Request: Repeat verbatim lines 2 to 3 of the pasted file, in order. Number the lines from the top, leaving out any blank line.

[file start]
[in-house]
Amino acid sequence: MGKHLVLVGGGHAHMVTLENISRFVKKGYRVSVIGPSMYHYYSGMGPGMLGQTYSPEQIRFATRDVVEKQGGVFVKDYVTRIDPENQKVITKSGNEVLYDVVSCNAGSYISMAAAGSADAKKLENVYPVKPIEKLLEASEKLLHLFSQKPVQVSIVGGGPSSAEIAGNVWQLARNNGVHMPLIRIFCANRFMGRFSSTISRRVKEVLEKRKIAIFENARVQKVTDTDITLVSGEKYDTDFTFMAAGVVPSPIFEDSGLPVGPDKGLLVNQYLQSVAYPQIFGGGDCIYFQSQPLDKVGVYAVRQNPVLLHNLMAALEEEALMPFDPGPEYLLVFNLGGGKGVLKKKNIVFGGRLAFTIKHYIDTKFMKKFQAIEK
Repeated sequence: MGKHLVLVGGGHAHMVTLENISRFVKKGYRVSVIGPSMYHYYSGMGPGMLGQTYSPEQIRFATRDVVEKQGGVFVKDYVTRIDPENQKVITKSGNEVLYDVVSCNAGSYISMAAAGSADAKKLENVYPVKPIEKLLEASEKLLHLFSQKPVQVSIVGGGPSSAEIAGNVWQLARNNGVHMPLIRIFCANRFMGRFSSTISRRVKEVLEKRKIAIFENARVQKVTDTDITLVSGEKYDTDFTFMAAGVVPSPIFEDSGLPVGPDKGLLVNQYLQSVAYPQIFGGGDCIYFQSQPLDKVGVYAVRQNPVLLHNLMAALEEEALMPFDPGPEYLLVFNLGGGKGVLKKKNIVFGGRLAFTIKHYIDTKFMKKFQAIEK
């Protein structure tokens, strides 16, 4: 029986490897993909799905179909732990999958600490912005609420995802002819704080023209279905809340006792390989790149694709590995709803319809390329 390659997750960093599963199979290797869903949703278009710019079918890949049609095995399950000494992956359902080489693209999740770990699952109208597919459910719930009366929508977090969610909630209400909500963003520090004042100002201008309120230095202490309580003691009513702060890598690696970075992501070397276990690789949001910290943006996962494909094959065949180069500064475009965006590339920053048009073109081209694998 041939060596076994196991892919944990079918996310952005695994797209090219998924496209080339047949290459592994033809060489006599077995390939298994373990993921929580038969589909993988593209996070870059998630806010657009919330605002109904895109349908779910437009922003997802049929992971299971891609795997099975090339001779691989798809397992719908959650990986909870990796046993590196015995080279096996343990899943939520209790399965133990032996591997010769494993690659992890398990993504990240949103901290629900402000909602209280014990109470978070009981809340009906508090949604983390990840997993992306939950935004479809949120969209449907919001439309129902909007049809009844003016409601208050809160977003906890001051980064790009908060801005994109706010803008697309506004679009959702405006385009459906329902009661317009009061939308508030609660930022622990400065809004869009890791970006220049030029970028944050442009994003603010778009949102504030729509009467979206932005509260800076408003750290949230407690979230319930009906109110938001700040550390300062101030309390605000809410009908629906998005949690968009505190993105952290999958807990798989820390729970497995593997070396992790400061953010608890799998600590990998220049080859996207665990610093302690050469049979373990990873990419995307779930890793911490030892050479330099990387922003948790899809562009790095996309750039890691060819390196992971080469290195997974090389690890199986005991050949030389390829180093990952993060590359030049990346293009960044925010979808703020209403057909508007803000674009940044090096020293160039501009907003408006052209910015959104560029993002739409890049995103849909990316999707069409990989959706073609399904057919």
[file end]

Amino acid sequence: MGKHLVLVGGGHAHMVTLENISRFVKKGYRVSVIGPSMYHYYSGMGPGMLGQTYSPEQIRFATRDVVEKQGGVFVKDYVTRIDPENQKVITKSGNEVLYDVVSCNAGSYISMAAAGSADAKKLENVYPVKPIEKLLEASEKLLHLFSQKPVQVSIVGGGPSSAEIAGNVWQLARNNGVHMPLIRIFCANRFMGRFSSTISRRVKEVLEKRKIAIFENARVQKVTDTDITLVSGEKYDTDFTFMAAGVVPSPIFEDSGLPVGPDKGLLVNQYLQSVAYPQIFGGGDCIYFQSQPLDKVGVYAVRQNPVLLHNLMAALEEEALMPFDPGPEYLLVFNLGGGKGVLKKKNIVFGGRLAFTIKHYIDTKFMKKFQAIEK
Repeated sequence: MGKHLVLVGGGHAHMVTLENISRFVKKGYRVSVIGPSMYHYYSGMGPGMLGQTYSPEQIRFATRDVVEKQGGVFVKDYVTRIDPENQKVITKSGNEVLYDVVSCNAGSYISMAAAGSADAKKLENVYPVKPIEKLLEASEKLLHLFSQKPVQVSIVGGGPSSAEIAGNVWQLARNNGVHMPLIRIFCANRFMGRFSSTISRRVKEVLEKRKIAIFENARVQKVTDTDITLVSGEKYDTDFTFMAAGVVPSPIFEDSGLPVGPDKGLLVNQYLQSVAYPQIFGGGDCIYFQSQPLDKVGVYAVRQNPVLLHNLMAALEEEALMPFDPGPEYLLVFNLGGGKGVLKKKNIVFGGRLAFTIKHYIDTKFMKKFQAIEK